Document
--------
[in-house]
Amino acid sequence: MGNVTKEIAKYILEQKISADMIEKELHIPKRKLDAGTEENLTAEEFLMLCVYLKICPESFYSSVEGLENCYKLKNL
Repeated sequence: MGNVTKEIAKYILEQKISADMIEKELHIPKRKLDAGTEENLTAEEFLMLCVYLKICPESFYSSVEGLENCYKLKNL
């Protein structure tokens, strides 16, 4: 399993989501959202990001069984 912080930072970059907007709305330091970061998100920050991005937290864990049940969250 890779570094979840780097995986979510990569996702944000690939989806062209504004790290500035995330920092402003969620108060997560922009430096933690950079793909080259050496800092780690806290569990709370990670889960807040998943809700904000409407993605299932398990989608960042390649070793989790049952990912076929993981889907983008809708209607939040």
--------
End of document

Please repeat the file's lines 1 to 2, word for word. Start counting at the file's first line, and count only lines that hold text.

[in-house]
Amino acid sequence: MGNVTKEIAKYILEQKISADMIEKELHIPKRKLDAGTEENLTAEEFLMLCVYLKICPESFYSSVEGLENCYKLKNL